Condominium ownership can be appealing for people who want the independence of owning a home but not the responsibilities such as maintenance and repairs. And some long-term homeowners who are scaling back — after the children leave the nest, for example — want fewer responsibilities, while still retaining ownership.
A condominium is a kind of legal ownership of a property where the buyer owns a unit within the development — which might be a house, a rowhome, or an apartment in a low-rise or a high-rise building.
With condominium ownership, the buyer also contributes to the costs of maintaining the common areas and capital repairs.Monthly condo fees help pay for upkeep and services such as snow removal as well as capital items like a roof replacement.The boundary between a private owner’s unit and that of the common property varies from community to community.In some arrangements, external walls are considered common property, while in some “freehold condominiums” unit ownership extends to the land around each home. Ownership of a part of the property usually means being responsible for maintaining it (and paying for repairs), so it is very important to know where the unit boundaries lie before purchasing a condo. And because condominiums are private developments, it’s also important to find out whether the condo development receives the same municipal services — such as garbage collection or road repairs — as freehold homes do. What is unique to living in a condo corporation is the common property such as recreational facilities, community spaces and other amenities — which give owners several advantages, such as having access to a pool or garden that they might not otherwise be able to afford individually. The “ready-made community” of a condo can involve other common features, such as rules about property design or noise, or security for the property. These amenities and rules provide opportunities to create a sense of community and shared responsibility. Those responsibilities extend to the governance of the community. Unit owners have the right to vote at general meetings on issues that affect the community. It’s very important to participate in these meetings because the decisions made there can involve the community’s services, features, repairs, and maintenance and how to pay for them. These meetings are also opportunities to gain an understanding of the state of the corporation’s finances, which is important to the long-term stability of the development and maintaining the property’s value, and to raise any issues that may affect its future.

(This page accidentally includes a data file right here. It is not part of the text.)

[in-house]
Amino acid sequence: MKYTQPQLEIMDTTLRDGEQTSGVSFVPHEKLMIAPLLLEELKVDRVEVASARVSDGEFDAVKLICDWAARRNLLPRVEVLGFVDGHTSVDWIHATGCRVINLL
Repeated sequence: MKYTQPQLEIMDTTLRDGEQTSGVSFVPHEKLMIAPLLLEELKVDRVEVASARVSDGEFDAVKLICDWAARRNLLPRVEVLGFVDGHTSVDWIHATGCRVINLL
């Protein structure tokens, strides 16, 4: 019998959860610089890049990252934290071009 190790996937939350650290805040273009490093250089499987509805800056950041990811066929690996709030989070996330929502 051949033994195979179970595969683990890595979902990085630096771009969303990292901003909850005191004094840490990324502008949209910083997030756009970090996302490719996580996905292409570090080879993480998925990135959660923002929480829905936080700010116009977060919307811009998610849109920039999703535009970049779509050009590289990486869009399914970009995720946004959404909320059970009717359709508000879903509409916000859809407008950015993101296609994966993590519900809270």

This can include legal issues — the condo corporation can be held liable for incidents for which the owners are collectively liable — so keeping on top of these issues is vital.
To help you learn more about buying a condo, Canada Mortgage and Housing Corporation (CMHC) has a publication called Condominium Buyers’ Guide. This free guide now has information specific to each province and territory. View the online guide at www.cmhc.ca/condoguide.